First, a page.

Women suffering from knee arthritis pain

Don’t let arthritis stop you living life to the full

As you start to feel the aches and pains of getting older, you don’t want it to curb your enthusiasm for life. You can experience a whole range of little niggles and discomforts, many of which are simply a part of getting older. However, there are times when your pain is caused by a more serious issue that you shouldn’t ignore. Arthritis is one of the most common problems experienced by people over 40, although it can affect people of all ages. More than 10 million people in the UK have a form of arthritis or a similar condition. The two most common types are osteoarthritis and rheumatoid arthritis, with osteoarthritis affecting more than 9 million people, according to the NHS. It’s also more common for women than for men.


Arthritis in the Knees

People of all ages can experience knee problems. Runners and other athletes often experience knee issues, but anyone can find that their knees start to suffer as they get older. Arthritis commonly affects the knees, along with other joints such as the hands, spine and hips. It can leave your knees feeling tender, stiff, warm, inflamed or weak. When your knees are giving you trouble, moving around as you usually do and even standing still can become a struggle. If you’re someone who likes to live an active lifestyle, arthritis in your knees may feel like it’s holding you back.

The different types of arthritis


Managing Pain from Arthritis

Chronic pain may be challenging to manage. If you don’t want to take painkillers all the time, you need other ways to keep your pain under control. Dealing with pain in your knees helps you to keep moving so that life doesn’t have to come to a halt because of your arthritis. However, it’s best to save the use of painkillers for when you really need them. Fortunately, there are more natural ways to manage your pain on a day-to-day basis so that you’re not reliant on pills and other medications to get you up and about.

Applying heat or cold to your knee is one way to reduce pain and stiffness. Some people choose to use heat lamps, or you might use an ice pack to soothe your joints. Just remember not to apply heat or cold directly to your skin to avoid injury.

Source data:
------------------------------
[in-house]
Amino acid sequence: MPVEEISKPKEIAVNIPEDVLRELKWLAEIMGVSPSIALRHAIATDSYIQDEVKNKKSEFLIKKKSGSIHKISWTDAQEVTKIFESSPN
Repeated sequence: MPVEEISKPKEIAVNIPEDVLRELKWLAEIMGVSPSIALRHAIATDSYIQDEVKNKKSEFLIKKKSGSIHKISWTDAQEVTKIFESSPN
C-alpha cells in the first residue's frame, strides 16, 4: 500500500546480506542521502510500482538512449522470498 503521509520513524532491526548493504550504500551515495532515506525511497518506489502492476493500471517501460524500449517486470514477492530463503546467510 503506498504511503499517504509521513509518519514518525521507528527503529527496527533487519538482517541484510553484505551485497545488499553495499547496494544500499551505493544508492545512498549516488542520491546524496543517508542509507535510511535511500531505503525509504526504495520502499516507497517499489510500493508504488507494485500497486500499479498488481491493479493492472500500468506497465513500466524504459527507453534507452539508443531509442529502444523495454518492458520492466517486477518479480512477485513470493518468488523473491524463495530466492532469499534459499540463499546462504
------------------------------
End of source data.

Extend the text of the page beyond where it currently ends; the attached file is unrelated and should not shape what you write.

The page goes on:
Knee braces and supports are another potential solution for your arthritis knee pain. A knee support for arthritis helps to lend strength to the joint and assists it in moving correctly. The National Institute for Health and Care Excellence (NICE) recommends knee supports as an add-on treatment for osteoarthritis of the knee.

Living an Active Life

A recent survey of Telegraph readers by Arthritis Research UK revealed that 76% of respondents feel that pain prevents them from living life to the full. But arthritis doesn’t have to stop you being active and living your life the way that you want to. You should be able to get outdoors and enjoy a walk, do some gardening or perhaps go for a swim without knee pain getting in your way. When you find the right methods to manage your pain, you can prevent arthritis pain ruling your life.

Low-impact activities are excellent if you have problems with your joints. High-impact activities include things like running, which can put a lot of stress on your knees. However, activities such as swimming, walking and cycling are easier on your joints, helping to protect them, reduce pain and increase range of motion. Versus Arthritis recommends some exercises that you can do to manage osteoarthritis pain in your knees, such as step-ups, knee squats and leg stretches.

Remaining active is important if you have osteoarthritis in your knee, so make sure you keep moving. It will help you maintain strength, stay a healthy weight, improve range of movement and boost your energy levels.

Life doesn’t have to stop when you have arthritis of the knee. You can continue to be active, stay social and avoid missing out on time with your family or anything else.

Safe and Sound Health has a range of products to help with pain resulting from arthritis


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